UNC/Harvard Research Suggests Scientists have Greatly Overestimated Capacity of Wind Farms to Generate Power

With thanks to Ron Huber for finding this.

Research Suggests Scientists have Overestimated Capacity of Wind Farms to Generate Power

CHARLOTTE, N.C. – Feb. 27, 2013 - People think of wind as an energy source with few limits, offering an unending power source with distinct capacity advantages over sources that deplete, such as fossil fuel.

Yet, new research in mesoscale atmospheric modeling by UNC Charlotte's Amanda S. Adams and Harvard University's David W. Keith, published Monday in the journal Environmental Research Letters, suggests that the power capacity of large-scale wind farms may have been significantly overestimated.

With large-scale wind farms, as many as hundreds of turbines mounted on tall towers and connected to the electrical grid capture the kinetic energy of the wind. Each wind turbine creates a "wind shadow" behind it, in which the turning blades slow the air. In an effort to reduce the impact of the wind shadows, wind farms space the turbines apart, while still locating as many turbines as they can on the land.

Current estimates of the global wind power resource over land range from 56 to 400 terawatts. Most of these estimates assume implicitly that the turbines extracting the wind energy have little impact on the atmosphere and, therefore, little effect on the energy production.

The new research says that scientists have underestimated the impact that large numbers of wind turbines have on energy production within large farms. Estimates of wind capacity that ignore the effect of wind turbine drag on local winds have assumed that wind power production of 2 and 4 watts per square meter could be sustained over large areas.

The new modeling results suggest that the generating capacity is more likely limited to about 1 watt per square meter at wind farms that are larger than 100 square kilometers.

"It's easy to mistake the term renewable with the term unlimited when discussing energy," said Adams who is lead author.  "Just because you can keep generating new energy from a source does not mean you can generate energy in an unlimited amount."

The research suggests the potential for wind energy could be significantly less than previously thought.

"It's important to take into account all factors impacting the wind energy, so we can assess the capacity of this critical power resource," Adams said. "One of the inherent challenges is how harvesting the resource changes it, making it difficult to accurately calculate how much energy can be produced. The modeling we have done provides information that can help in the understanding of our ability to count on renewable energy sources."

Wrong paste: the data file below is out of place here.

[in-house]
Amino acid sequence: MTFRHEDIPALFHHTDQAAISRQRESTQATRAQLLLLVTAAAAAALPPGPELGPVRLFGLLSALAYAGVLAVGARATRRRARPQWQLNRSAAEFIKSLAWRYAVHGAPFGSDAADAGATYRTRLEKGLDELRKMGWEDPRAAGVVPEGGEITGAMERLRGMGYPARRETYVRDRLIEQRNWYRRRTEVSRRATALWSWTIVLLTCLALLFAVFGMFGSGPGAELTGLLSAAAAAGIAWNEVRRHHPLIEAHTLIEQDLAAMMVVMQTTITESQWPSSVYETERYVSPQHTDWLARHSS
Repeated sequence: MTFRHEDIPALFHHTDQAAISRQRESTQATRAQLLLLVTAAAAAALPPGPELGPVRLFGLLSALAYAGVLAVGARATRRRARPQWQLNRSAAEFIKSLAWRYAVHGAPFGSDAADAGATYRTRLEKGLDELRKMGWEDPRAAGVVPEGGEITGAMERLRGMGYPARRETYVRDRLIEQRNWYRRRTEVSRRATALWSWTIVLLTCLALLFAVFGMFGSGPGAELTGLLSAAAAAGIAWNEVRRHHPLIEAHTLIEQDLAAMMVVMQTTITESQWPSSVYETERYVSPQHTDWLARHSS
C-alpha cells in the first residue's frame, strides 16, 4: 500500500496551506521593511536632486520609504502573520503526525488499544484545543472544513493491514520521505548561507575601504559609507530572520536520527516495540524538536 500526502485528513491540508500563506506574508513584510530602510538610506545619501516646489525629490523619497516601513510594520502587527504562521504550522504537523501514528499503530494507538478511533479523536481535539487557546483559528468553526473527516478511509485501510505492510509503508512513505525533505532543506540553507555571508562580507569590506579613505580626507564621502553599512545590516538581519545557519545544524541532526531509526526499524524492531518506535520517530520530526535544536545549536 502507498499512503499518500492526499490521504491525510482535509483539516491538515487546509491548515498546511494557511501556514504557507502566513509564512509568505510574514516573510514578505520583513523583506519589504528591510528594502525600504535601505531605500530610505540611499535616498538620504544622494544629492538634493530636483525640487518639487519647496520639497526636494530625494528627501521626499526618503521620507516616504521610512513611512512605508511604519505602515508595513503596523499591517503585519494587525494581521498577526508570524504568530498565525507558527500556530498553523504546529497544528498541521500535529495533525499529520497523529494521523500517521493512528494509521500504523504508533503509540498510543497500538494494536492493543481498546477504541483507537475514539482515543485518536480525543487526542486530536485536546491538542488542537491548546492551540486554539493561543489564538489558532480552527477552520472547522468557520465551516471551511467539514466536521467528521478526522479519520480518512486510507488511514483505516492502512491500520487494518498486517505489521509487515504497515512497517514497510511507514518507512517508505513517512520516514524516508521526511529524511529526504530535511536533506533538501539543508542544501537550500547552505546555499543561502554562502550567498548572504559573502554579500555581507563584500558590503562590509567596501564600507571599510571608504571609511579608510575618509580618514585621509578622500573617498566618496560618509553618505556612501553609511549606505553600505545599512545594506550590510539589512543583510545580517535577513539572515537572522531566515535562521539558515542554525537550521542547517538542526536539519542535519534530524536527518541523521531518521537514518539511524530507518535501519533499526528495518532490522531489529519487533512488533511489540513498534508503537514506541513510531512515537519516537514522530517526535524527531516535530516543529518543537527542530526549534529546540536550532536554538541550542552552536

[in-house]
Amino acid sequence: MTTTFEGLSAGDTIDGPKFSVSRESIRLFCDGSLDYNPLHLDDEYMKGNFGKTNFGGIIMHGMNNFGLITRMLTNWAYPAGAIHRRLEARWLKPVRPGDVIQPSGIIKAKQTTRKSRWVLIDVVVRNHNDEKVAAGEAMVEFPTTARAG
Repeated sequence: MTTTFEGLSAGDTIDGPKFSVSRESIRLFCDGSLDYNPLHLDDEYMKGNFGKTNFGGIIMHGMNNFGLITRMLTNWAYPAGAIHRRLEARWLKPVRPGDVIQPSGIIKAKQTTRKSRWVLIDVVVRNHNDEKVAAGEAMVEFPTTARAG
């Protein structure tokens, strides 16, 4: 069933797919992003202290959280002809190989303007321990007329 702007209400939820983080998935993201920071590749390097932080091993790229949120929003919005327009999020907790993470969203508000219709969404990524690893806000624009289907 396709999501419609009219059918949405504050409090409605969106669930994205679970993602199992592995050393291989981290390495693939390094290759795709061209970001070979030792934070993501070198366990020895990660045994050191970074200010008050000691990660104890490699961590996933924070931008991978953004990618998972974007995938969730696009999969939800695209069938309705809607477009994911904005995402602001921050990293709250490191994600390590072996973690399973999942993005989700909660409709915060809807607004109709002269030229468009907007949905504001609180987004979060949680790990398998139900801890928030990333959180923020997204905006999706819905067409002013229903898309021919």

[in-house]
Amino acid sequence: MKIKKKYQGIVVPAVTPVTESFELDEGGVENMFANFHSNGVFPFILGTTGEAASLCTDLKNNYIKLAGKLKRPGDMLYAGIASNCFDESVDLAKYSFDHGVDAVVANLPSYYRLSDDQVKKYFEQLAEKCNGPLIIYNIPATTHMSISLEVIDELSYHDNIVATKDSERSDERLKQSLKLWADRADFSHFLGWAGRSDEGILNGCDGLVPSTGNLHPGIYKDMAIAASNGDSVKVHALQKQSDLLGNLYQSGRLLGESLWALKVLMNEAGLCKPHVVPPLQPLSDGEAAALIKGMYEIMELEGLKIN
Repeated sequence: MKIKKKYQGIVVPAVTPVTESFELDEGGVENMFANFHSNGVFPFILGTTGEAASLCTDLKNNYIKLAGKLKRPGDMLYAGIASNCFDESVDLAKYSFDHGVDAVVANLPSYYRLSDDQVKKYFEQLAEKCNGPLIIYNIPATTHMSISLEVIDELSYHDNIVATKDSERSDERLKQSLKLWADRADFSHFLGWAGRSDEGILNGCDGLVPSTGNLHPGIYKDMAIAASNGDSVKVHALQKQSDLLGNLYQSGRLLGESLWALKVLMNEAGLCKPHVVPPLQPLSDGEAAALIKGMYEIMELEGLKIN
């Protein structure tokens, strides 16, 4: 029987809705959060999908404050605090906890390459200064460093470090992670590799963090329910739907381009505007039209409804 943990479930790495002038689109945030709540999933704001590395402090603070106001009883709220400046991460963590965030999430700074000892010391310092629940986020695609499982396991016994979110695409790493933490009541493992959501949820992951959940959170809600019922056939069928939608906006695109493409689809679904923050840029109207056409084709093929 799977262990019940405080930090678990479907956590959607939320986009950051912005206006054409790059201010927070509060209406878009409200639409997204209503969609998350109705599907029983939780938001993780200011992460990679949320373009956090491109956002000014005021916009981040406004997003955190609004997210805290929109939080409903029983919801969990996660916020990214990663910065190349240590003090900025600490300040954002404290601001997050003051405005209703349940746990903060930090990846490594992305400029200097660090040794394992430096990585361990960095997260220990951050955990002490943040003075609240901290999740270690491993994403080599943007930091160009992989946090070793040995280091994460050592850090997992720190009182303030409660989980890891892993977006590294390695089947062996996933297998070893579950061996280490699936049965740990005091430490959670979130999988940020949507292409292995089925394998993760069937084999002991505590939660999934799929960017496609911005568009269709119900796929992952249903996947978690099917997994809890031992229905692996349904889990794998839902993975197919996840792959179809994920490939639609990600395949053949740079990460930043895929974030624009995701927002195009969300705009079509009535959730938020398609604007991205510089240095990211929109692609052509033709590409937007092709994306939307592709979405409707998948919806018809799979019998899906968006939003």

The research also considers the impact of wind energy production on temperatures and by extension possibly climate. Wind farms change the natural wind shear and produce various scales of turbulence. Higher potential temperatures are mixed downward due to this turbulence and result in low level warming, the research indicates.

"Our research suggests that how densely the turbines are placed affects not only energy production but also environmental impacts," Adams said. "We see this impact on average temperatures not only at large-scale farms, but also in small-density wind farms. Some things to consider are the magnitude of temperature changes and also the size of the area affected. We think these findings indicate that additional research is needed in these areas."

The Natural Sciences and Engineering Research Council of Canada funded the research.

Adams' primary research interests focus on mesoscale phenomena, processes, and modeling with an emphasis on phenomena that involve boundary layer processes and/or topographic influences. In recent years, she and her research group at UNC Charlotte have focused on the link between small-scale processes and climate, particularly at the atmosphere and earth surface interface. Her research group concentrates primarily on question at the interface between energy, weather and climate.

Current questions her group is addressing include: How will large scale wind energy development impact the Great Plains low level jet? What are the meteorological conditions that lead to wind turbine icing? How does temperature variability in urban areas impact electricity demand? Can we quantify the risks of off shore wind turbines to hurricanes? The energy-related research that Adams' group is conducting includes collaborations with San Diego Gas & Electric, Xcel Energy, and the Weather Underground.